Breaking Down the Dividing Walls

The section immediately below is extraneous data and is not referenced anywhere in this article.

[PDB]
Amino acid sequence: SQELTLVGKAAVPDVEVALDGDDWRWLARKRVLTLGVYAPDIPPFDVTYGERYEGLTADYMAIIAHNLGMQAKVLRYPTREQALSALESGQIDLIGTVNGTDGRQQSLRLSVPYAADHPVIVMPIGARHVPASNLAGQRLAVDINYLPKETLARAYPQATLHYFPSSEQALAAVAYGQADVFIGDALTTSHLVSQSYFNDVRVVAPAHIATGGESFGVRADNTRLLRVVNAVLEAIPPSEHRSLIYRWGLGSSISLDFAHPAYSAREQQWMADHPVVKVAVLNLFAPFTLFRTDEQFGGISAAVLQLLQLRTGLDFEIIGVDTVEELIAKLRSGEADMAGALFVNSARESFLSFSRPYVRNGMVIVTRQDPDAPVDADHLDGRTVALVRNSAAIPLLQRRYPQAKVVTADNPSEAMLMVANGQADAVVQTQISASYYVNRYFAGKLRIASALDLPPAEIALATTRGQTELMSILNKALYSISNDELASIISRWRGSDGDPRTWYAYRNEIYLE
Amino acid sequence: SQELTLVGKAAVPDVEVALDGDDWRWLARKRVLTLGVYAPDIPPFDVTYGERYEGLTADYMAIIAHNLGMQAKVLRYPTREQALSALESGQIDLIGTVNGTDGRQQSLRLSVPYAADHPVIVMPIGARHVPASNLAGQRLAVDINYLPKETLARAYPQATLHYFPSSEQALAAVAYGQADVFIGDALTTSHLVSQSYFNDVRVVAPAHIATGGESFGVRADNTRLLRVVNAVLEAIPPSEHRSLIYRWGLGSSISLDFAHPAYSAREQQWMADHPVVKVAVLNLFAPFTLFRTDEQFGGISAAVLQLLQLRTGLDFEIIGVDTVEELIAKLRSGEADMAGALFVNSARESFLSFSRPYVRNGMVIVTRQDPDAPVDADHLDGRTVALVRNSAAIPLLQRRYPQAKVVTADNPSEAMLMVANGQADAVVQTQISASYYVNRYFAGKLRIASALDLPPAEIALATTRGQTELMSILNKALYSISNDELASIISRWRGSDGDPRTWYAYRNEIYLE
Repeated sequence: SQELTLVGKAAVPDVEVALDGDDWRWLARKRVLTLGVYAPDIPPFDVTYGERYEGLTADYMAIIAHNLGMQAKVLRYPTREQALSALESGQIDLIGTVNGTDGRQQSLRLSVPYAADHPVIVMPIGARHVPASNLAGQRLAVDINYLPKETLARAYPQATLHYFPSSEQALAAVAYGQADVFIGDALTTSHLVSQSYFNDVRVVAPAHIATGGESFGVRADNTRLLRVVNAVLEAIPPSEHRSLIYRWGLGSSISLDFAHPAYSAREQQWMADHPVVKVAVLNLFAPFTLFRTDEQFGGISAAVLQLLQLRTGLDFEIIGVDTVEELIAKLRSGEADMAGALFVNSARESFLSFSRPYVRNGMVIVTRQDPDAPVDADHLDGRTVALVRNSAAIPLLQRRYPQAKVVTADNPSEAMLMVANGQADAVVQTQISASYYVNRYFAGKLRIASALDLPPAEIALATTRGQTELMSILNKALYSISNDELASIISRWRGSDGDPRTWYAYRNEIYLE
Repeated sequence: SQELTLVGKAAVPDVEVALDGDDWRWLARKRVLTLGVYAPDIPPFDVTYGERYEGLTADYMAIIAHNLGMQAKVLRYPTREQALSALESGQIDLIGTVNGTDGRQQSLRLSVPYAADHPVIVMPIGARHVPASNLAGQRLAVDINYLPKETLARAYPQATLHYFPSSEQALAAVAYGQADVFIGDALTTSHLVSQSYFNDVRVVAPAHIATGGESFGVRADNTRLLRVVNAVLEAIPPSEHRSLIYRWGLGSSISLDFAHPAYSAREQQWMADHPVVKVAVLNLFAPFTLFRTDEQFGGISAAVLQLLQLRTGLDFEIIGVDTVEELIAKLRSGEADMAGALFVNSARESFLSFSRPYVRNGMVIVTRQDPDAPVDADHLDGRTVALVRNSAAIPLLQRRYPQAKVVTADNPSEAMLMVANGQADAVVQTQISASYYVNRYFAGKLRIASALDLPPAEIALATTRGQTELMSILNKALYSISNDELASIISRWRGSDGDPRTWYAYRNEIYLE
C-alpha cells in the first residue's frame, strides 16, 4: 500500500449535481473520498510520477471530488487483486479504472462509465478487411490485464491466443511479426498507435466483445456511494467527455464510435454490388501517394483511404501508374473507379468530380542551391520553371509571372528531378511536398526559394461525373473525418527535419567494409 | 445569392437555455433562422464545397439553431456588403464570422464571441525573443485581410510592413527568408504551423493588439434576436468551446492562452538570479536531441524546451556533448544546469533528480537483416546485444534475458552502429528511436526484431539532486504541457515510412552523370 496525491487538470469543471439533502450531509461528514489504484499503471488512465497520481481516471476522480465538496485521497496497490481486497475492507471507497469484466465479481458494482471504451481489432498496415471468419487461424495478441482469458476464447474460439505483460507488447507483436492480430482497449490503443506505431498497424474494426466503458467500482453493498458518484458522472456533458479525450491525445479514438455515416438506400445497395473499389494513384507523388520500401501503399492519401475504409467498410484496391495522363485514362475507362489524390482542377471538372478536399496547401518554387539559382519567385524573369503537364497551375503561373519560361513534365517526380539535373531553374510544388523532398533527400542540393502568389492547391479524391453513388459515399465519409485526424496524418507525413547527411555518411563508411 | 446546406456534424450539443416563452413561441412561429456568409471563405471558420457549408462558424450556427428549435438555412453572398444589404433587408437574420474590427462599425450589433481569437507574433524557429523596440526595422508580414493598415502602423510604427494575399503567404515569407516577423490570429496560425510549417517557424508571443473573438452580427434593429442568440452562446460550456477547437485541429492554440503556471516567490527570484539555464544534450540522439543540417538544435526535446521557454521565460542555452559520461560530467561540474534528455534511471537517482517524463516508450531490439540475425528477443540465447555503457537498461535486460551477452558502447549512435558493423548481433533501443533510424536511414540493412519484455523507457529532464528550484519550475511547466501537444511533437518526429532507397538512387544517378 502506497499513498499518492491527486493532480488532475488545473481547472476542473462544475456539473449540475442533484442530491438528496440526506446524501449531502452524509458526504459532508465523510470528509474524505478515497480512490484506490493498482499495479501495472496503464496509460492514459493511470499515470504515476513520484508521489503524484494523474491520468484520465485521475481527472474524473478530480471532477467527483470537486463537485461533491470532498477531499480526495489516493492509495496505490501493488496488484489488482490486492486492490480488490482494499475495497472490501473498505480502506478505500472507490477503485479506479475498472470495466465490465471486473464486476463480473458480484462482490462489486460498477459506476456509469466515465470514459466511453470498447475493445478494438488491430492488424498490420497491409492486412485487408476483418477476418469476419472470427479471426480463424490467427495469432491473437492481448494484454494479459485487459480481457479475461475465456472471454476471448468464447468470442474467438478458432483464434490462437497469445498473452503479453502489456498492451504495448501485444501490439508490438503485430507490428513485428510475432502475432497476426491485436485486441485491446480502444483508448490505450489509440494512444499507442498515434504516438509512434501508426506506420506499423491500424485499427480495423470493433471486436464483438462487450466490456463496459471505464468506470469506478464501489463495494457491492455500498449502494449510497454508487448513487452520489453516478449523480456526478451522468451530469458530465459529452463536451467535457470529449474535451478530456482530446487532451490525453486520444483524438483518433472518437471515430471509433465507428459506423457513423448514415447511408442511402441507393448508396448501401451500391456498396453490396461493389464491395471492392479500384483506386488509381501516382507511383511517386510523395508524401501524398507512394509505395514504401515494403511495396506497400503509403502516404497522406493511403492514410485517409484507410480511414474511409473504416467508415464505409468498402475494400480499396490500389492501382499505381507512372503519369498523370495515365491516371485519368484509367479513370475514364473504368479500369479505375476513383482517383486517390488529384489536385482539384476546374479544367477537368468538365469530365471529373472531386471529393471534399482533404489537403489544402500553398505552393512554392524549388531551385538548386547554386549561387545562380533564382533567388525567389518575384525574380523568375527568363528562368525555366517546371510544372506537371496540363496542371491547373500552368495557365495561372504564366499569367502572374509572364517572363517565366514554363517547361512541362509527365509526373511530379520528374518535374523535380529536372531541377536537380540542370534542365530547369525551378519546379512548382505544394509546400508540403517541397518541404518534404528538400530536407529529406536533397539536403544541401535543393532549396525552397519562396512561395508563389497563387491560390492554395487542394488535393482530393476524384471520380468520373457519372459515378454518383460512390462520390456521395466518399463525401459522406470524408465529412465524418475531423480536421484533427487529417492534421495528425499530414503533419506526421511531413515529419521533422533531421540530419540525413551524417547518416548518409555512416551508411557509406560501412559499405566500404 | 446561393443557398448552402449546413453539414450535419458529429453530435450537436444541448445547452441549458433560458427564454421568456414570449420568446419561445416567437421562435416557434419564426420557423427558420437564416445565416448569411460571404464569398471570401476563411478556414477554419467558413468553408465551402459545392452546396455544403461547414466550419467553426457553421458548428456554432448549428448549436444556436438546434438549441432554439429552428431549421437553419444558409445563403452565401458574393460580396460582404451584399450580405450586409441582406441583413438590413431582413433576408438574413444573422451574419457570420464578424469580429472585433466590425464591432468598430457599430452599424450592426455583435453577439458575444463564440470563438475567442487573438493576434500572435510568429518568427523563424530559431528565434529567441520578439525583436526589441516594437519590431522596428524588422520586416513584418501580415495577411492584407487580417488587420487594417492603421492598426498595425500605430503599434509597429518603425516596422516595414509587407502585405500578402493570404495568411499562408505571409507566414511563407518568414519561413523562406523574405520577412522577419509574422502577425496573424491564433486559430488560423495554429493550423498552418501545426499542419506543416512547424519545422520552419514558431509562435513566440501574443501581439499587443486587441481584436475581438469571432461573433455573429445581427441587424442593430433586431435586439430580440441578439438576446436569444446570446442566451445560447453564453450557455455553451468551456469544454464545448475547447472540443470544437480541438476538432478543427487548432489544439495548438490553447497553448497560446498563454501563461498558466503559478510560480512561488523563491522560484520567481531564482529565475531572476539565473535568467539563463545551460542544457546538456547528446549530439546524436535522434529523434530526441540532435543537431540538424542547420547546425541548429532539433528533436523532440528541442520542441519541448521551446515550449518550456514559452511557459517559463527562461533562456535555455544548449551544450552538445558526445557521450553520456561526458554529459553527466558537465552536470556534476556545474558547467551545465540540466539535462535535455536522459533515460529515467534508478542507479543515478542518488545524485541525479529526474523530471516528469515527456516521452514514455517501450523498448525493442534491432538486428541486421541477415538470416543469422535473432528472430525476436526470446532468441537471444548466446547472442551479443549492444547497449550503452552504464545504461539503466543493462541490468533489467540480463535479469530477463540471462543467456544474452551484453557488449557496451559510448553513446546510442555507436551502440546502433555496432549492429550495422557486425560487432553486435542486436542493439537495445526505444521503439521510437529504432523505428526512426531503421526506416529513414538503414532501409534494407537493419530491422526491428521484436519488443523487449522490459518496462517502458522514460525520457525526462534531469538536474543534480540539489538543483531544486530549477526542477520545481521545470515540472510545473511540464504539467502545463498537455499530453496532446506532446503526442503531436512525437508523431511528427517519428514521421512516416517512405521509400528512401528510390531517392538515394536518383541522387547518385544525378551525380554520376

Since last Friday, I have been in Oklahoma with my wife standing by the bedside of my mother-in-law, Maxine Mitchell, as she slowly passed away (Monday morning July 15th). It has been a sad time for us as a family; as Jolynn put it, “not for what is, but for what was.” Maxine lived a full life of 89 years. She leaves behind a wonderful daughter, two tremendous grandchildren and one "amazing" great granddaughter. She had a rich and satisfying professional career as a bookkeeper. She served The Lord and His church through various ministries at First United Methodist Church in Seminole, including teaching the kindergarten Sunday School class for some 25 years. As a family we can look back on her life with some pride and sense of fulfillment. And yet, while this has been going on in our lives, the larger story that we as nation have been dealing is the tragedy of the death of Trayvon Martin and the trial (with the subsequent not guilty verdict) of George Zimmerman. The contrast is personally striking. In our family, in our grief, we celebrate a full life. In the larger human family to which we all belong, Trayvon Martin did not have that opportunity. Whatever you think of the verdict, this is a tragedy of the first rank. The life of a child of God has been cut needlessly short. As my fellow Bishop Ken Carter put it: "The toxic brew of economic scarcity, racial profiling, escalating violence and community destabilization is at the heart of the experience." With my colleague bishop, I ask my Anglo friends and all fellow Christ followers to listen to the voices of hurt, pain, lament and even rage that are shared by some of our African- American brothers and sisters. If the Bible is right (and I think it is!), we are all one in Christ Jesus. The pain of one is the pain of all. This experience may, through the teaching presence of the Holy Spirit, become an opportunity to open us up once again to the greater dream for which we rightly pray - "on earth as it is in heaven." A truly great Christian leader and great American shared this dream when he said, "I have a dream that one day this nation will rise up and live out the true meaning of its creed: 'We hold these truths to be self-evident: That all men [people] are created equal.'" This dream is nurtured in the soil of a biblical people who put allegiance to Christ as Lord and Savior, first, above all else. It grows not from impassioned rhetoric or ill-conceived vigilantism, but from the peace and love of Christ. May the love of Christ guide our response. "Now, in Christ Jesus, you who once were far off have been brought near by the blood of Christ. For he is our peace; in his flesh he has made both groups into one and broken down the dividing wall, that is, the hostility between us." (Ephesians 2:13-14)